Editorial of the week: Catching up on the news I missed, this Sun Sentinel editorial Gov. DeSantis goes bold on climate change. Even Rick Scott says it's real. Now what? demonstrates the cosmic shifts we're seeing as more conservatives flock to the EcoRight. "It feels like that moment in the Wizard of Oz, where the movie turns from black-and-white to color," the editorial board writes of Gov. Ron DeSantis's appointment of a Chief Science Officer and his search for a Chief Resilience Officer. "A sense of optimism is emerging among Florida scientists, environmentalists and government officials who have spent the past eight years frustrated by the Scott administration's head-in-the-sand approach to the rising waters, extreme rainfalls and more-powerful hurricanes on the radar."

New bro-mance: We like bipartisan, bicameral pairings, and are curious to see what comes out of EcoRight leader Rep. Francis Rooney's partnership with Delaware Democrat Sen. Chris Coons, both who have reputations for problem-solving. "We represent different parts of the country and stand on opposite sides of the aisle in Washington, but we agree that there is perhaps no issue as urgent for our nation—and our economy—as tackling climate change," they write in this Fortune op-ed, 75 executive lobbied Congress for a national carbon price. We listened. "The public is often presented with a false choice between growing the economy and combating climate change but we are heartened to see businesses recognize that this trade off is a myth. America must not lose out on the good paying jobs and new technologies that will come with the transition to clean energy. A strong, stable, national carbon price will help combat climate change, speed the uptake of renewable energy in the U.S., unlock innovation in our economy, and boost our competitiveness overseas."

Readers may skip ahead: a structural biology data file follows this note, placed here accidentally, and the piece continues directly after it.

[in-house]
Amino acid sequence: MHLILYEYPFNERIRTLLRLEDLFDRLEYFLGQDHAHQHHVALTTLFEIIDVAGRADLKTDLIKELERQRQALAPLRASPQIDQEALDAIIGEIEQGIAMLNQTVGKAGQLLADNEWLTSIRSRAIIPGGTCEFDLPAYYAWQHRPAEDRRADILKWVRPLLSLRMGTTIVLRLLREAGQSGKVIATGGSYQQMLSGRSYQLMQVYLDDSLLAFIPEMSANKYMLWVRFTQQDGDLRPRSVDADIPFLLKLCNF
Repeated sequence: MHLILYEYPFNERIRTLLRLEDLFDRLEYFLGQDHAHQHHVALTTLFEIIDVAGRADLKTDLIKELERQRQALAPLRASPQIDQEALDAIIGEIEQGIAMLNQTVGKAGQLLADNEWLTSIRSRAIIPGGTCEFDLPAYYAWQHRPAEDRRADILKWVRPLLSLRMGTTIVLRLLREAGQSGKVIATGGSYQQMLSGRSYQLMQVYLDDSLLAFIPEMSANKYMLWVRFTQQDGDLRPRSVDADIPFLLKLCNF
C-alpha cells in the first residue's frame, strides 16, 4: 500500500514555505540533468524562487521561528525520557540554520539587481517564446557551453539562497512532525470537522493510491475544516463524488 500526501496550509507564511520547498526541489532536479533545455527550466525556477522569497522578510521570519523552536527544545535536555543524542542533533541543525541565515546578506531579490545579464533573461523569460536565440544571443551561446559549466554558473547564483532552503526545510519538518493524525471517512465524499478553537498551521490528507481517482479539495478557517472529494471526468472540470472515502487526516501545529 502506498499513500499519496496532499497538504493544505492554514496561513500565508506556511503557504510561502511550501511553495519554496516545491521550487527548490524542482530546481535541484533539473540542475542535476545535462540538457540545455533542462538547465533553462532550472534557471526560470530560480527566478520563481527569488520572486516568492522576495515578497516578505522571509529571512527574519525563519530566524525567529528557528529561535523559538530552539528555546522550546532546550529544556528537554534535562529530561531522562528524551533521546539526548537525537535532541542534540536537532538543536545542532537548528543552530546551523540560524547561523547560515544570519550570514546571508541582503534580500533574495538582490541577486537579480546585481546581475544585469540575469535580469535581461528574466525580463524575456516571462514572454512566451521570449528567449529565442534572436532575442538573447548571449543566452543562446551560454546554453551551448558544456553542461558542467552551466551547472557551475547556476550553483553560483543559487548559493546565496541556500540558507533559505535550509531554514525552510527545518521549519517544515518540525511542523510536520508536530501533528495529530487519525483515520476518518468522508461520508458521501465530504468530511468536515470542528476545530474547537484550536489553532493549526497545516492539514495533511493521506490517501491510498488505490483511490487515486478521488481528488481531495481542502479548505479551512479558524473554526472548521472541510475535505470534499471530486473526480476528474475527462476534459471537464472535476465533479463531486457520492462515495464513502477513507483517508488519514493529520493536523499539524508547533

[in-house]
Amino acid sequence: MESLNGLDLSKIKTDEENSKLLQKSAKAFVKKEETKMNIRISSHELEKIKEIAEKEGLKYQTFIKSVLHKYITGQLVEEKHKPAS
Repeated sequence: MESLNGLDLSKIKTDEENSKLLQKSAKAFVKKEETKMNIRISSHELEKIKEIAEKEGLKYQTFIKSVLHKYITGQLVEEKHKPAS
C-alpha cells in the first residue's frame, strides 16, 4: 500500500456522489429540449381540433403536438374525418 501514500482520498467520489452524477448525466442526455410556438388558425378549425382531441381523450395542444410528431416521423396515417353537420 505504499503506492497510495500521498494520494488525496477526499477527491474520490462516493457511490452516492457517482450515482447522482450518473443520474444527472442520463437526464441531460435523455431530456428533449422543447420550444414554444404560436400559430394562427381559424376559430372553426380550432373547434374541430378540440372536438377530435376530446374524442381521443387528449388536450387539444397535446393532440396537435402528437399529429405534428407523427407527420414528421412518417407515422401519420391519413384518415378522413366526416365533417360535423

Catalyst for change: Rep. Elise Stefanik wrote the essay Common-sense Conservation for the Catalyst, a journal of the George W. Bush Institute.

"It's imperative that we step up in Congress and make smart environmental choices for future generations. Sustainable options depend not just on climate outcomes, but also center on reinforcing personal liberty and responsibility; values upon which our great country was founded," she writes. "We can combat our climate and environmental issues through market-based solutions. We need to act — which is why I am focused on actionable policy ideas to diminish market barriers, reduce pollution, and increase economic growth and justice through free enterprise. Fortunately, I'm not alone in this thinking. Many of my Republican colleagues also view climate change as a growing threat to our future."

Miss our webinar? Never fear, you can catch it here.

I'm sure there is more I missed, but hopefully I hit the high notes. I leave you with this photo, which I think captures the joy I experienced on this early birthday trip.

A bientot! Until the next time.